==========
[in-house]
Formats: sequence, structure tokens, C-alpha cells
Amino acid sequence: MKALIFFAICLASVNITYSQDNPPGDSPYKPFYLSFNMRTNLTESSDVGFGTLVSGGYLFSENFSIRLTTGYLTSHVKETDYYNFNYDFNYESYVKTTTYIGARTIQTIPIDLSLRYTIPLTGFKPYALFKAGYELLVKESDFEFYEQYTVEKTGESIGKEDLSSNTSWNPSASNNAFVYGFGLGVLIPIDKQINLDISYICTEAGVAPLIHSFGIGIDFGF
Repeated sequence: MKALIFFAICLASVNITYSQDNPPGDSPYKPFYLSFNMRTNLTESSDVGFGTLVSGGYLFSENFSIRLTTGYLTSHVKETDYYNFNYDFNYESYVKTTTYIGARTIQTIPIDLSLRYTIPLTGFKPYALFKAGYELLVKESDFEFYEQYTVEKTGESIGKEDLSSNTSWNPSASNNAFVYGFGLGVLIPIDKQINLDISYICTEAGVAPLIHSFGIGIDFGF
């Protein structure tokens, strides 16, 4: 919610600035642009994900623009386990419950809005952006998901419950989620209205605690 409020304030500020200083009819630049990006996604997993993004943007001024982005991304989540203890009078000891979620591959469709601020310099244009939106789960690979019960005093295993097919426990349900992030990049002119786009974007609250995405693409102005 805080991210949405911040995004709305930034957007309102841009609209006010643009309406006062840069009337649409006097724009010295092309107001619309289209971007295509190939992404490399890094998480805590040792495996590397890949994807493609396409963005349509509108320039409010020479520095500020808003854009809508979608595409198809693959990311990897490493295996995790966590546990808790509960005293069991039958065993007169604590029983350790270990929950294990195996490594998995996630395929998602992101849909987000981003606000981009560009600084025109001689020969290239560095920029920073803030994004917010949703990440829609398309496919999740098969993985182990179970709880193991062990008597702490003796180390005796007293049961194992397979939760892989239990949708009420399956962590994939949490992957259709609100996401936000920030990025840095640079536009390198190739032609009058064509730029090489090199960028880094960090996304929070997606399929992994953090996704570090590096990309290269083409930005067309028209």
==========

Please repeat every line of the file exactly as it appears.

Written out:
[in-house]
Formats: sequence, structure tokens, C-alpha cells
Amino acid sequence: MKALIFFAICLASVNITYSQDNPPGDSPYKPFYLSFNMRTNLTESSDVGFGTLVSGGYLFSENFSIRLTTGYLTSHVKETDYYNFNYDFNYESYVKTTTYIGARTIQTIPIDLSLRYTIPLTGFKPYALFKAGYELLVKESDFEFYEQYTVEKTGESIGKEDLSSNTSWNPSASNNAFVYGFGLGVLIPIDKQINLDISYICTEAGVAPLIHSFGIGIDFGF
Repeated sequence: MKALIFFAICLASVNITYSQDNPPGDSPYKPFYLSFNMRTNLTESSDVGFGTLVSGGYLFSENFSIRLTTGYLTSHVKETDYYNFNYDFNYESYVKTTTYIGARTIQTIPIDLSLRYTIPLTGFKPYALFKAGYELLVKESDFEFYEQYTVEKTGESIGKEDLSSNTSWNPSASNNAFVYGFGLGVLIPIDKQINLDISYICTEAGVAPLIHSFGIGIDFGF
């Protein structure tokens, strides 16, 4: 919610600035642009994900623009386990419950809005952006998901419950989620209205605690 409020304030500020200083009819630049990006996604997993993004943007001024982005991304989540203890009078000891979620591959469709601020310099244009939106789960690979019960005093295993097919426990349900992030990049002119786009974007609250995405693409102005 805080991210949405911040995004709305930034957007309102841009609209006010643009309406006062840069009337649409006097724009010295092309107001619309289209971007295509190939992404490399890094998480805590040792495996590397890949994807493609396409963005349509509108320039409010020479520095500020808003854009809508979608595409198809693959990311990897490493295996995790966590546990808790509960005293069991039958065993007169604590029983350790270990929950294990195996490594998995996630395929998602992101849909987000981003606000981009560009600084025109001689020969290239560095920029920073803030994004917010949703990440829609398309496919999740098969993985182990179970709880193991062990008597702490003796180390005796007293049961194992397979939760892989239990949708009420399956962590994939949490992957259709609100996401936000920030990025840095640079536009390198190739032609009058064509730029090489090199960028880094960090996304929070997606399929992994953090996704570090590096990309290269083409930005067309028209």